The site also benefits from additional distribution from IYP/search sources such as Switchboard, SuperPages, and Froogle Local (and consequently, GoogleBase). In all, it has 400 distribution partners, including 150 private label sources. “I don’t care if they know ‘ShopLocal’ as a name,” said Hand.

While Hand said that advertising is going strong, ecommerce revenue streams may take longer to develop. Rival StepUp, for instance, has been promoting inventory listing and product descriptions as an effective method for driving customers to local stores.

StepUp CEO Kendall Fargo told the Kelsey Drilling Down Conference that store owners are “very excited” about inventory lists. “Typically, they’ll say things like: ‘I never knew that product drove people to my store,’” said Fargo. Such capabilities represent a new generation of marketing for store owners previously under-whelmed by their return on investment from websites, and then search engines, he added.

But Hand countered Fargo, noting that “we’ve been trying to do that for seven years. Nobody wants to give you inventory.” Hand also said that 75 percent of products are “soft goods” that simply don’t require boosts from descriptions and images

Web - to - Store and Back Again?

Below is an intersting study that CoolSavings did awhile ago. Basically, they were able to prove that consumers where able to be prompted online to take instore action, and as a result earn the ability to get rewards back online. This multi-merchant and multi-channel promotional test is key to understanding what it takes to motivate and guide shoppers along what can be a fragmented and complex shopping experience of crossing distribution channels. The major take away that I see from this is that this type of promotion must be easy for the consumer and offer a very clear path to action and results.
From Internet Retailer 10-14-2004...

A loyalty program that goes from web to store and back again

An online promotion isn’t unusual. But how about a program that creates loyalty by driving consumers from the Internet to the store and back again, without requiring them to jump through multiple registration hoops? CoolSavings Inc. recently wrapped up a continuity program on a promotion involving Kroger, Quaker Oats Gatorade and ESPN. Shoppers entered the program online at participating Kroger retailer Web site. To enter, they provided their loyalty number and also had to be a member of Kroger`s Internet Coupons program, in which coupons selected at the Kroger web sites are automatically transferred to loyalty cards.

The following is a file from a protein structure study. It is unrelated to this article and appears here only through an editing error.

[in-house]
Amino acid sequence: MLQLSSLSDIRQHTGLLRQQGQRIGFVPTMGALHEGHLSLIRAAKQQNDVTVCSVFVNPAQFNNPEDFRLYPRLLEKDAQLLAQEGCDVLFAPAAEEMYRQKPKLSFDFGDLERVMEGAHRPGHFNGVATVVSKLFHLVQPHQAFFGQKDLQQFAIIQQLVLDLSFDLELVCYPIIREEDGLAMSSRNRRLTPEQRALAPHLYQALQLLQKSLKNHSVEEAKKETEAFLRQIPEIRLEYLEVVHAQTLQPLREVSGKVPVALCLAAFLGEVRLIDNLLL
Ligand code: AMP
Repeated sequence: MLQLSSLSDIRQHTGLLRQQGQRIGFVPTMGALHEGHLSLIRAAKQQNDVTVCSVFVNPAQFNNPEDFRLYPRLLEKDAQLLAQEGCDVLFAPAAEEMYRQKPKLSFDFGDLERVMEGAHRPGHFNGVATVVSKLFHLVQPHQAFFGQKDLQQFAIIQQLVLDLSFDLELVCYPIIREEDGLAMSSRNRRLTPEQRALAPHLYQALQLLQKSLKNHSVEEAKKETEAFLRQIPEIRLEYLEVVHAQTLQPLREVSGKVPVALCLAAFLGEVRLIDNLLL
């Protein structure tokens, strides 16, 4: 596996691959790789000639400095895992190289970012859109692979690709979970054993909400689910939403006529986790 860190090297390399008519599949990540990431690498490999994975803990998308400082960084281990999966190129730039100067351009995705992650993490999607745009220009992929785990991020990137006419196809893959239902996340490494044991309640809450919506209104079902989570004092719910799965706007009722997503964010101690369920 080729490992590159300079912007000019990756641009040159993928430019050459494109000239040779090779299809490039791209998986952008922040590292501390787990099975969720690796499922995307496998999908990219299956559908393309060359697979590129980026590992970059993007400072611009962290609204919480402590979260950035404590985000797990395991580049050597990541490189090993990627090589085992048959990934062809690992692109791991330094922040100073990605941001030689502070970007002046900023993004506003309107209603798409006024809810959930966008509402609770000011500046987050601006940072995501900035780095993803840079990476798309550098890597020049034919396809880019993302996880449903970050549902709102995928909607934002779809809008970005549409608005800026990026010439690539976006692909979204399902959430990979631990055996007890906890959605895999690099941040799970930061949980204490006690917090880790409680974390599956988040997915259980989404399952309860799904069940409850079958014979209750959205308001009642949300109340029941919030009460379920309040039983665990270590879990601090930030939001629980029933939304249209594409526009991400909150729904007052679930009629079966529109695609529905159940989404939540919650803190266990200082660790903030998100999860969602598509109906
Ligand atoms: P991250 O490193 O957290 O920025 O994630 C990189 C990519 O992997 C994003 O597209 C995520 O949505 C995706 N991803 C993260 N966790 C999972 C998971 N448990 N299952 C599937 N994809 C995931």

Buying any participating Gatorade products while shopping with the Kroger loyalty card allowed the consumer to automatically earn points that could be redeemed for Gatorade/ESPN gear. In addition to raising category awareness and brand awareness within the category, it gave Kroger the opportunity to pursue another goal: that of driving consumers to That not only introduced them to the site, but by registering and using their Kroger card, it allowed Kroger to launch an ongoing interactive relationship with them over time, says CoolSavings CEO matt Moog.

“Those consumers are now in the Kroger e-mail database, which CoolSavings manages for Kroger. Kroger is now able to identify their purchase behavior down to the product level. And using our technology, they can then target individual offers to those consumers using the electronic coupon infrastructure,” he says.

While Moog didn’t disclose specific results, he did say the program met or exceeded its objectives and that the retailer and the brands are interested in exploring similar programs in the future. “They are extremely happy,” with program results, he says.

Moog notes that grocery store sweepstakes and contests tied to specific products are typically implemented by requiring the consumer to cut something out – like a box top -- fill it out, and put it in the mail. On the other side, he points out, the process requires the fulfillment party to process what the consumer sends in, track and count it, and notify consumers by mail. “In this case, all the consumer had to do was register their frequent shopper card once,” Moog says. “They then get statements online telling them how much they have earned, and they can choose their award online and redeem online. It’s more effective for consumers and faster to launch and administer for the CPG brand.”